Macedonia says ‘FYROM’ name no better than ‘Klingon’

A Klingon protagonist. [Wikimedia]

Macedonia rejected suggestions on Wednesday (18 July) it could end a row with Greece over its name by adopting an unwieldy acronym instead, saying it was as alien as the “Klingon” language used in Star Trek.

Athens, Brussels and the United Nations all refer to the Balkan country as the Former Yugoslav Republic of Macedonia (FYROM), with Greece insisting that the name Macedonia should only be used for its own northern province.

“When you say FYROM, that has as much reference to my country as ‘Klingon’ from the Star Trek TV series,” Macedonian Foreign Minister Nikola Dimitrov told a news conference in Brussels.

The Klingons are a fictional human-like species with bumpy heads who run their own extraterrestrial empire in the US science fiction franchise.

Their language initially appeared as a few words at the end of the first Star Trek movie but has since become a full-blown fan cult, spawning an opera and Klingon translations of the Bible and Shakespeare’s “Hamlet”.

Despite his out-of-this world name comparison, the Macedonian minister hinted that another form of compromise was possible with Greece.

“I really believe we cannot resolve if one of the two parties will be quote unquote ‘defeated,'” Dimitrov said alongside the EU’s foreign policy chief Federica Mogherini and neighbourhood commissioner Johannes Hahn.

Iconoclast Mogherini calls Macedonia ‘Macedonia’

EU foreign affairs chief Federica Mogherini surprised many in the press room today, when she called ‘Macedonia’ the country that calls itself Macedonia.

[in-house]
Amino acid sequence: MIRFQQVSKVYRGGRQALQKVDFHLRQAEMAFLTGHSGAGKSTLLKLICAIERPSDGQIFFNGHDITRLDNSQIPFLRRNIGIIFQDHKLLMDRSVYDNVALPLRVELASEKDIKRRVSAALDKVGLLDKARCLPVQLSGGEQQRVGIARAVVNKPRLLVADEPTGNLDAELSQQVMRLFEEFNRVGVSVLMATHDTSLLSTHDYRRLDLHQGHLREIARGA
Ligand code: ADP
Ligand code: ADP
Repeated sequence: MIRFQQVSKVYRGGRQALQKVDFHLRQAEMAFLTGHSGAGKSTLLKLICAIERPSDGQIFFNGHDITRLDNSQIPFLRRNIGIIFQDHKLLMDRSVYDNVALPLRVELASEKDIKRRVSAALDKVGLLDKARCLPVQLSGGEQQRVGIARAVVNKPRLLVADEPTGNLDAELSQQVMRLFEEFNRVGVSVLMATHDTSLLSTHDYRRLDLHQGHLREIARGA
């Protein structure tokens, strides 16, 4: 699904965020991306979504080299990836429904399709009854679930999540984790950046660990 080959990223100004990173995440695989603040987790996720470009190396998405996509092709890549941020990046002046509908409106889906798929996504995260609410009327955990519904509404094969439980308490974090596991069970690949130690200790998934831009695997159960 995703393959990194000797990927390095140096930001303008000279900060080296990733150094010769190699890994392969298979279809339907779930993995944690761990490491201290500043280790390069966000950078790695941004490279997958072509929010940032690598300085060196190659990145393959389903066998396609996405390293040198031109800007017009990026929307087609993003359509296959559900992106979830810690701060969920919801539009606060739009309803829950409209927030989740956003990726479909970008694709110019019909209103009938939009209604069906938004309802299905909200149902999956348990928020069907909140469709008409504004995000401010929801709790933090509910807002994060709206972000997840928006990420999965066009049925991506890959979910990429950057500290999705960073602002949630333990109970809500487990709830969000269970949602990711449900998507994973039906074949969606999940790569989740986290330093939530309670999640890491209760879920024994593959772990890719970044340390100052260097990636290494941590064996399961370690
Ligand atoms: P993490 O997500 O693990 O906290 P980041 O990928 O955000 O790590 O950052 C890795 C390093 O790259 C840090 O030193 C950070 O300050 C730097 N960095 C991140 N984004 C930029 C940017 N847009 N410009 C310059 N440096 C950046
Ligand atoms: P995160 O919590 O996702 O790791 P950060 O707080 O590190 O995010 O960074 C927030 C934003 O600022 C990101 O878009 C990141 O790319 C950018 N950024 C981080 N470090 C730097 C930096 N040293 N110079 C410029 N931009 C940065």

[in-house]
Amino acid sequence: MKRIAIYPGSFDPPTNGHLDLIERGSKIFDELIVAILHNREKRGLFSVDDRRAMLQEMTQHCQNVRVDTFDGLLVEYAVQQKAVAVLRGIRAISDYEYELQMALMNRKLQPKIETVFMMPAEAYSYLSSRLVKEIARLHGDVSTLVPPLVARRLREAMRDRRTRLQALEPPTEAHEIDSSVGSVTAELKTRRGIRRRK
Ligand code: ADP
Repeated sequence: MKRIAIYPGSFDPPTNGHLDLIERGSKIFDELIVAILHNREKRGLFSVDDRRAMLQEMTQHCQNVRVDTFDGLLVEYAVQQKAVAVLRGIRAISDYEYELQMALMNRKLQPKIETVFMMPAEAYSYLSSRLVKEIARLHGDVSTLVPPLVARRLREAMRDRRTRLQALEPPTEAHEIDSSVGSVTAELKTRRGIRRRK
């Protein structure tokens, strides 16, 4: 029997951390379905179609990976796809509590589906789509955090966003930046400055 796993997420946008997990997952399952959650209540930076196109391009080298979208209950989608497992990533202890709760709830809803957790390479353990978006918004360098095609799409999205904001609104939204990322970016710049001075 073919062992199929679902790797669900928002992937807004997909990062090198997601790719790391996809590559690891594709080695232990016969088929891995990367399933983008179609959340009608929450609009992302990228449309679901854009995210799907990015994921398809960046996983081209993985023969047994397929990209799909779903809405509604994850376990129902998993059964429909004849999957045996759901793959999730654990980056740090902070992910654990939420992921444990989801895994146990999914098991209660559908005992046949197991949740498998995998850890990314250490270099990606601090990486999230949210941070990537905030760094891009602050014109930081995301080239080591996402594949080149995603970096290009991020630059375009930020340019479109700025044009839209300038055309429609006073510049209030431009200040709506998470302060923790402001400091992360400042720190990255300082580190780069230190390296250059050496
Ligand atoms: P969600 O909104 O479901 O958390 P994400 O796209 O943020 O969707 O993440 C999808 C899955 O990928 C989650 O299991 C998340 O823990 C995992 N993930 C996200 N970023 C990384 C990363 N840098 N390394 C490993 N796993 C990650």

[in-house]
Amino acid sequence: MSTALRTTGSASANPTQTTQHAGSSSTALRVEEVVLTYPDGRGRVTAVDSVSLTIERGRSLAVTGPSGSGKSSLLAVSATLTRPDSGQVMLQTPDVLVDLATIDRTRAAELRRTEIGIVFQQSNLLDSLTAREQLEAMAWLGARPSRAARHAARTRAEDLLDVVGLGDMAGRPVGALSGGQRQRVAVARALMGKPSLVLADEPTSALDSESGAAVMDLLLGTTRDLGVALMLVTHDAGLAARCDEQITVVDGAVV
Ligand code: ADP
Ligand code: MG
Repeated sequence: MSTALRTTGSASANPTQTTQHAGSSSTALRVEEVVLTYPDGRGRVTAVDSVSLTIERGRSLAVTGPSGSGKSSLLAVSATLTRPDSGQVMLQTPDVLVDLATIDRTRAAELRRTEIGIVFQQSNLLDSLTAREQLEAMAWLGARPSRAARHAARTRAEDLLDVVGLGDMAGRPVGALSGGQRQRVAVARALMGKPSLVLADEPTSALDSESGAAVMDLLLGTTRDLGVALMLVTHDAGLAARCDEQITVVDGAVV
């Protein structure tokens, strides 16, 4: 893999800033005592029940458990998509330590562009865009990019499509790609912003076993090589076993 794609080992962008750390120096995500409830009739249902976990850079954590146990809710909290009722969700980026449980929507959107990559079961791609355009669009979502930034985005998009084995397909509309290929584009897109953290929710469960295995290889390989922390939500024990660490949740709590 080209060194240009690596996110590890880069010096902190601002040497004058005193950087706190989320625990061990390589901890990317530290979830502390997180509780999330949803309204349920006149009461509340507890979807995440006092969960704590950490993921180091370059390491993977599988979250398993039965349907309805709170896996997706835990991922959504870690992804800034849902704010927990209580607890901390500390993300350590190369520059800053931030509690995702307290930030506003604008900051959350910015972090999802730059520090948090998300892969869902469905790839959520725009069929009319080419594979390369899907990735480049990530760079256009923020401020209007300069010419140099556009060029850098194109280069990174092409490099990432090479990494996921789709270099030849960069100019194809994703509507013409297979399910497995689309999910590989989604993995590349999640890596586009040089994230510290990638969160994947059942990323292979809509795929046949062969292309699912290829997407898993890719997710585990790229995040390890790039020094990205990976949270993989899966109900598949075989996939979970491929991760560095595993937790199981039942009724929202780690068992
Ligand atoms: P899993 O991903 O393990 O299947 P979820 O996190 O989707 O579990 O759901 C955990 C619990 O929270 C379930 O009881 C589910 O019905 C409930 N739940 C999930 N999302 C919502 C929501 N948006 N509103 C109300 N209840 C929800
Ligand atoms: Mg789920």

“We have to find a way where both countries will go forward with straight heads. I think that’s possible…. We need to do the right steps carefully and at the right time.”

Macedonia’s new Prime Minister, Zoran Zaev, suggested last month in Brussels that his country could join NATO and the EU under a provisional name in a bid to end the row.

“With the new government in place ready to actively engage in implementation of overdue reforms, there is a real opportunity to move the country forward on its European Union integration path,” Mogherini said.

The name issue came to the fore after Macedonia gained independence in the 1990s following the bloody collapse of Yugoslavia.

Greece claims a historical right to the term because the heart of Alexander the Great’s ancient kingdom lies in its northern province of Macedonia.

It has vetoed Skopje’s attempts to join NATO since 2008 because of the row.

Zaev, who aims to solve issues preventing his country join NATO and open EU accession negotiations, twitted yesterday that the good neighbourhood and friendship treaty with Bulgaria his government is negotiating is in the national interest of his country.

During  Zaev’s visit to Sofia on 20 June, it was announced that Bulgaria and Macedonia will soon sign a bilateral treaty, removing some obstacles to Skopje’s bid to join NATO and the EU.

Ever since, Zaev has been attacked by the opposition VMRO-DPMNE party of Nikola Gruevski, on the grounds that he is betraying the national interest.

Bulgaria doesn’t recognise the Macedonian language, which it considers a Bulgarian dialect artificially Serbianised during the Yugoslav period.

This however should not be an obstacle for signing the treaty. On previous occasions, Sofia and Skopje signed documents in which it is stated that they are written “in the official languages of the two countries, according to their constitutions”.

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